Monday, January 18, 2010

Cocoa meringue kisses (p. 771) and Cherry marshmallow nut gelatin (p. 812)

I have had both a success and a fail with previous meringue kisses. I LOVED the nutty meringue kisses and had high hopes for Cocoa meringue kisses (p. 771). They were made exactly like the other meringue kisses (much like TJOC itself, I'm going to send you to previous posts if you want to know the beginning of the recipe) except cocoa is added with the sugar.

Again, the stupid cookies didn't rise!

And were flat!

ARGH! Why won't they consistently turn out? I loved the nutty meringue kisses when they worked! I know other people who live in high-altitude read this blog--any advice? The egg whites just won't whip up stiff.

That being said, the flavor of the cookies was really good but extremely chocolatey. They were way lighter than they looked and were light and delicious. I love meringues, why don't they love me? I'm going to keep trying to fix the problem because I think the cookies will eventually be worth it. Honestly, these are the ultimate diet cookies. They only have egg whites, almost no sugar, and some extracts.

After eying some of those marshmallow fluffy desserts in the deli, I decided to try to make my own. I thought Cherry marshmallow nut gelatin (p. 812) might be close.

I mixed boiling water (I just read an article in Cook's Illustrated about how you should measure the water after boiled, not before, because of evaporation loss), cherry gelatin, and club soda (which made the mixture fizz furiously).

I mixed in cherries, almonds, and marshmallows:

And refrigerated it. While it wasn't what I was looking for, it was good. Really, really, really sweet though. If you don't like extremely sweet desserts (and I don't), this is not the dessert for you. The almonds and cherry flavors went well together--you don't realize how similar the flavors are until you smell almond extract.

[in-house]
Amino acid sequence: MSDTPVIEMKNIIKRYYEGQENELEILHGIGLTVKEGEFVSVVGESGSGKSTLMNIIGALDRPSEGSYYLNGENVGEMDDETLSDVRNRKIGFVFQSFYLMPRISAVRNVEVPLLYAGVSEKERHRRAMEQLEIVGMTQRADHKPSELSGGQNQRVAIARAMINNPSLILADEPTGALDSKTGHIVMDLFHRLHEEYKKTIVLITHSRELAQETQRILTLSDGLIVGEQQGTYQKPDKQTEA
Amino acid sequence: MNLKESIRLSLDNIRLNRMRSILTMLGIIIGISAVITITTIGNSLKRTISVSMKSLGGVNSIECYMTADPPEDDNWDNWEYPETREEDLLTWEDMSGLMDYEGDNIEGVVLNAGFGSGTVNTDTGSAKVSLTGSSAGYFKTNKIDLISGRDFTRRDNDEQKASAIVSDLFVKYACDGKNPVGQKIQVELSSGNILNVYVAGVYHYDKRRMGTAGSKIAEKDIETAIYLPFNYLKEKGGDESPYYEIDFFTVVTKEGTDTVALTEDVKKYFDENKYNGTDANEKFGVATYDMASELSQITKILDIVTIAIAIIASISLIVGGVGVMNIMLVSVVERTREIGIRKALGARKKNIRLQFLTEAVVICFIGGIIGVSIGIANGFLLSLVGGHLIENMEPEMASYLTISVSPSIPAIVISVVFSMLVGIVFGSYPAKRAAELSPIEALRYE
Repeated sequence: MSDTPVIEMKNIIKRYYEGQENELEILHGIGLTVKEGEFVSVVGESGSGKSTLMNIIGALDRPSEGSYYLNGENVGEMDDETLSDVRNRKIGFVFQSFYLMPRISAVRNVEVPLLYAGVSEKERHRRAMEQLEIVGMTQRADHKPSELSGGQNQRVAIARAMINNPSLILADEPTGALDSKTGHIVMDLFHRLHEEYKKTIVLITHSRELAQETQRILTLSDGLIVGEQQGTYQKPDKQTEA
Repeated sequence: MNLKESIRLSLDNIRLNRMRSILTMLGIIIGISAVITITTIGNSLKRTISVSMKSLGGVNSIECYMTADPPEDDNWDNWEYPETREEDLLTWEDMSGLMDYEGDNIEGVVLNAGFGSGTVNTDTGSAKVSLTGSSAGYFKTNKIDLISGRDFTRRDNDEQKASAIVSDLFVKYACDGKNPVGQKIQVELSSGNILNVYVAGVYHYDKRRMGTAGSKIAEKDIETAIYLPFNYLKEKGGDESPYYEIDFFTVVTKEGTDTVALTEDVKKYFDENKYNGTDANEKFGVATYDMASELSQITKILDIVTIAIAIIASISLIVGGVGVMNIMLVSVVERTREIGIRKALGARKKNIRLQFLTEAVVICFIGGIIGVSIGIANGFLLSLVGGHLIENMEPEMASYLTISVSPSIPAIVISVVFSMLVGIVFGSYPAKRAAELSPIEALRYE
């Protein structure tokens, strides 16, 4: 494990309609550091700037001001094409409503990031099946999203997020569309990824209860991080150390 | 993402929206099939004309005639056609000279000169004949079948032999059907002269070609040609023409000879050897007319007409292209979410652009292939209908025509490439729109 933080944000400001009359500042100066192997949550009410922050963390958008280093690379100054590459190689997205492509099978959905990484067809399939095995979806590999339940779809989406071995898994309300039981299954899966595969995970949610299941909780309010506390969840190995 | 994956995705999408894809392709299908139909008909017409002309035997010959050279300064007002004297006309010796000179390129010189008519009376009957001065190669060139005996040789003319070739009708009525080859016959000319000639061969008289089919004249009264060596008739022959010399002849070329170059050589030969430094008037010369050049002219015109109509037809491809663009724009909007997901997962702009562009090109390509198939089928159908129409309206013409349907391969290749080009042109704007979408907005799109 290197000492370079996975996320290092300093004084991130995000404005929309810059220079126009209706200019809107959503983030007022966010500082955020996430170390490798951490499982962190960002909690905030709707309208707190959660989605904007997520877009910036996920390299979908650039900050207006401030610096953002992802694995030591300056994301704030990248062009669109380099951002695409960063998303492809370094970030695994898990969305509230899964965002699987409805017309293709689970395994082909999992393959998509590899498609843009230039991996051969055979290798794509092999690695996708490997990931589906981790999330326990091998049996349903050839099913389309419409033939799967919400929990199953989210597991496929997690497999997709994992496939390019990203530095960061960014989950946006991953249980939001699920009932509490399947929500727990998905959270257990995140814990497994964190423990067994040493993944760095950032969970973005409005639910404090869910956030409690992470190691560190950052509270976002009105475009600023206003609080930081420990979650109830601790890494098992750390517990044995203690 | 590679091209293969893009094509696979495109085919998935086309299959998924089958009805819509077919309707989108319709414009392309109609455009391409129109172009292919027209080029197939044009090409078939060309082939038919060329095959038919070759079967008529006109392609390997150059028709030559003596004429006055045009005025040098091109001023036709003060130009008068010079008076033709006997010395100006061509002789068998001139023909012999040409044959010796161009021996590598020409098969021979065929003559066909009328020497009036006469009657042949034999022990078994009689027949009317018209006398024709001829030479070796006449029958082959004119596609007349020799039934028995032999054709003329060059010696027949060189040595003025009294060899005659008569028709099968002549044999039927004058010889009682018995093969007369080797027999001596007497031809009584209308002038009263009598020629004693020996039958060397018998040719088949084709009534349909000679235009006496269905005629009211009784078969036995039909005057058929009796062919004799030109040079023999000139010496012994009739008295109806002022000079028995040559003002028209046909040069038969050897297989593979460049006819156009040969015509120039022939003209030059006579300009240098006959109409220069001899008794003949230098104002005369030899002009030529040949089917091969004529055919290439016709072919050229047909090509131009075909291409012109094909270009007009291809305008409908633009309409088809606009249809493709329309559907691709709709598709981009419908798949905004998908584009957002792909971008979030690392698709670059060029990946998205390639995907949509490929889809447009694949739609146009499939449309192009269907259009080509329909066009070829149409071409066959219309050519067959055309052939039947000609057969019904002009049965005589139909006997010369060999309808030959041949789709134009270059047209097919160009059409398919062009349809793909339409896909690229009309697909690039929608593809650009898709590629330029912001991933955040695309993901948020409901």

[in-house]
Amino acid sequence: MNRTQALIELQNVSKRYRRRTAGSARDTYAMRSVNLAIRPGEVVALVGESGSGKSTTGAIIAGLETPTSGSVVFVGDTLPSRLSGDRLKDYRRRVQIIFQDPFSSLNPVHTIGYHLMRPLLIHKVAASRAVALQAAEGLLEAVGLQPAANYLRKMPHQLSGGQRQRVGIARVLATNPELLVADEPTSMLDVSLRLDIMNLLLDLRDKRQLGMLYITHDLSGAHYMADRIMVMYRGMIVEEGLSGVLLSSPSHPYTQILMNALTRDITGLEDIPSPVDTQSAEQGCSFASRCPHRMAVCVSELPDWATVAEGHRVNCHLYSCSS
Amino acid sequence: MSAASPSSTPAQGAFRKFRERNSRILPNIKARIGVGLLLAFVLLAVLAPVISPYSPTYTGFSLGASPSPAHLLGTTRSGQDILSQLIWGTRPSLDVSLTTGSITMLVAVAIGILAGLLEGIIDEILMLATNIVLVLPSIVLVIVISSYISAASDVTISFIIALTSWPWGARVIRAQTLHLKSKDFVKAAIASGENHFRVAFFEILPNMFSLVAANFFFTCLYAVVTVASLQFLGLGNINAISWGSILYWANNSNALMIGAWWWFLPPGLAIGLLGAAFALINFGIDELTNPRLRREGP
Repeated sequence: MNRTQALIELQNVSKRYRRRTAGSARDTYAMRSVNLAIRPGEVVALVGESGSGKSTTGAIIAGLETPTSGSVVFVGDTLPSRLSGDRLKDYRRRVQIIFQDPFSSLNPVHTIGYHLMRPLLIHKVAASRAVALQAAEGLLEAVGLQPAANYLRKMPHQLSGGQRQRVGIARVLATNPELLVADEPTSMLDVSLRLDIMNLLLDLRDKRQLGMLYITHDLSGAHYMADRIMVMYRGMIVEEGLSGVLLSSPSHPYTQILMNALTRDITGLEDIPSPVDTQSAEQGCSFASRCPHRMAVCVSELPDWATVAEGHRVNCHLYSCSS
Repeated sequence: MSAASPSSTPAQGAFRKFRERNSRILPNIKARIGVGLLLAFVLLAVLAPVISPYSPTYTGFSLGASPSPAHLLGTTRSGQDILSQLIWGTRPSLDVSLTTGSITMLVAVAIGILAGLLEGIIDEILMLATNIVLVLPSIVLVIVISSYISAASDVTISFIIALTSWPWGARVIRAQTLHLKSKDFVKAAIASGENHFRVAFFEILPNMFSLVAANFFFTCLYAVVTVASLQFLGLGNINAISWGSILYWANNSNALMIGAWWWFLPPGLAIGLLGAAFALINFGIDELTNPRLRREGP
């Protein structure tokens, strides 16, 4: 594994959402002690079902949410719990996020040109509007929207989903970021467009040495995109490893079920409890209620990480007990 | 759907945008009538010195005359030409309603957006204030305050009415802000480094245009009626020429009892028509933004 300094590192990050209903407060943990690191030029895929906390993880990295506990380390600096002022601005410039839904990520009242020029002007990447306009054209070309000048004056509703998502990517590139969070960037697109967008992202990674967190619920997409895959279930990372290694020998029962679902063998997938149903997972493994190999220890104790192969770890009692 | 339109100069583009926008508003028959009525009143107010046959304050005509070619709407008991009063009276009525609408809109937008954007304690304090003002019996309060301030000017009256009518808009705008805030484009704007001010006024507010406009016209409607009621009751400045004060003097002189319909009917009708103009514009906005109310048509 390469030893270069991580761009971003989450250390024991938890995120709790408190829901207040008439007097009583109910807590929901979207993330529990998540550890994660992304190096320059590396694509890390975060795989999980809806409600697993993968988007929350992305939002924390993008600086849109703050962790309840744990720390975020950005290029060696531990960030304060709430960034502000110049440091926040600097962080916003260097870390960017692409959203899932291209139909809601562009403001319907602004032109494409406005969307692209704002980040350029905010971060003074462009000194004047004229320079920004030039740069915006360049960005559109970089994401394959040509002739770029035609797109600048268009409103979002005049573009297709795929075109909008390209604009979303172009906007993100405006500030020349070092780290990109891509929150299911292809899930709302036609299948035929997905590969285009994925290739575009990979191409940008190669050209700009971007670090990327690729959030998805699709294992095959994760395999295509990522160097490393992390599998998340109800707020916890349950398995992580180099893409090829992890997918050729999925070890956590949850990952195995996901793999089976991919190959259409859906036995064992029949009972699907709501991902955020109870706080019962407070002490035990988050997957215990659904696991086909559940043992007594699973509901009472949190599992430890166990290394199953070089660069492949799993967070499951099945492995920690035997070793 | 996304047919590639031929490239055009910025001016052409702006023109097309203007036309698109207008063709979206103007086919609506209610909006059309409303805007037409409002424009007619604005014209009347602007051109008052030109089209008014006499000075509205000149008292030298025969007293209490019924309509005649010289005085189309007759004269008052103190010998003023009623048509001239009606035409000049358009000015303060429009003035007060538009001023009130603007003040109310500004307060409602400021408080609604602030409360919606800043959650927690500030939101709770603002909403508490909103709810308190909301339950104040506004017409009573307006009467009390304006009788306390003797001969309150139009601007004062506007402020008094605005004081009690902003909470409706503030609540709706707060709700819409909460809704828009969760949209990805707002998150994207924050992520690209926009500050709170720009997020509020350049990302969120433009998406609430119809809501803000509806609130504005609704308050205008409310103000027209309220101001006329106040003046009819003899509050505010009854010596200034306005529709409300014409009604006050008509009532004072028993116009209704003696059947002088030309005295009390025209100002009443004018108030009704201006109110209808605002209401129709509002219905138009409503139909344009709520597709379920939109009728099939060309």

If you've noticed an uptick in my cooking, it's because I am working on my PhD dissertation and finishing up my data so I can analyze it. It takes all of my brain power and I'm using cooking to decompress and relax. So, for the next two months, I think I will probably cook a whole lot. And the more stressed I get, the more interesting truly complex recipes look. Does anyone else calm down by cooking?

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  1. You know I was thinking about this, did this recipe use Cream of Tarter? As it helps to stabilize egg whites. Also, I've been reading a new baking tips book and it said not to whip egg whites beyond a soft peak point in high altitude. So maybe it's one of those reasons?

  2. It does use cream of tarter! Honestly, the recipe has very very few ingredients. I think it does have to do with the whipping of the eggs. I will have to try them again--they were SOOOOO delicious when they turned out. Actually, they were pretty good even flat.

  3. I've noticed when making meringue anything that if the bowl is too warm, the eggs too warm, even a drop of water in the bowl or a single crumb of anything on the spoon, the eggs don't whip up right - I end up starting over with an all new set of tools and ingredients.


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